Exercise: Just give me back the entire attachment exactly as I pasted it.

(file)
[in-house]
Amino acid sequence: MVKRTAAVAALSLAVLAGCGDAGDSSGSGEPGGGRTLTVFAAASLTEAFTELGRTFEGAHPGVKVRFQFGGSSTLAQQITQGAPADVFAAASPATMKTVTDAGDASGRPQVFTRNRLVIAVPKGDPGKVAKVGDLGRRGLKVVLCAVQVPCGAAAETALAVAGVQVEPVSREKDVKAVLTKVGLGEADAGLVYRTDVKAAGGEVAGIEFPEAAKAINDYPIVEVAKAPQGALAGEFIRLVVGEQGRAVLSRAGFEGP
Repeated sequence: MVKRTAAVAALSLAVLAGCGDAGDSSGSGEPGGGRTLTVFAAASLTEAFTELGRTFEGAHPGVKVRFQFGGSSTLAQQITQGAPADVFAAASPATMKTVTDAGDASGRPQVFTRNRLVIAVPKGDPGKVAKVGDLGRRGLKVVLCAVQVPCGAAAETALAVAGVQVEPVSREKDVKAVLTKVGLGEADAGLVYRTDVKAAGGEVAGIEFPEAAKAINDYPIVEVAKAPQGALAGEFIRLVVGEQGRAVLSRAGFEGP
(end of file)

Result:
[in-house]
Amino acid sequence: MVKRTAAVAALSLAVLAGCGDAGDSSGSGEPGGGRTLTVFAAASLTEAFTELGRTFEGAHPGVKVRFQFGGSSTLAQQITQGAPADVFAAASPATMKTVTDAGDASGRPQVFTRNRLVIAVPKGDPGKVAKVGDLGRRGLKVVLCAVQVPCGAAAETALAVAGVQVEPVSREKDVKAVLTKVGLGEADAGLVYRTDVKAAGGEVAGIEFPEAAKAINDYPIVEVAKAPQGALAGEFIRLVVGEQGRAVLSRAGFEGP
Repeated sequence: MVKRTAAVAALSLAVLAGCGDAGDSSGSGEPGGGRTLTVFAAASLTEAFTELGRTFEGAHPGVKVRFQFGGSSTLAQQITQGAPADVFAAASPATMKTVTDAGDASGRPQVFTRNRLVIAVPKGDPGKVAKVGDLGRRGLKVVLCAVQVPCGAAAETALAVAGVQVEPVSREKDVKAVLTKVGLGEADAGLVYRTDVKAAGGEVAGIEFPEAAKAINDYPIVEVAKAPQGALAGEFIRLVVGEQGRAVLSRAGFEGP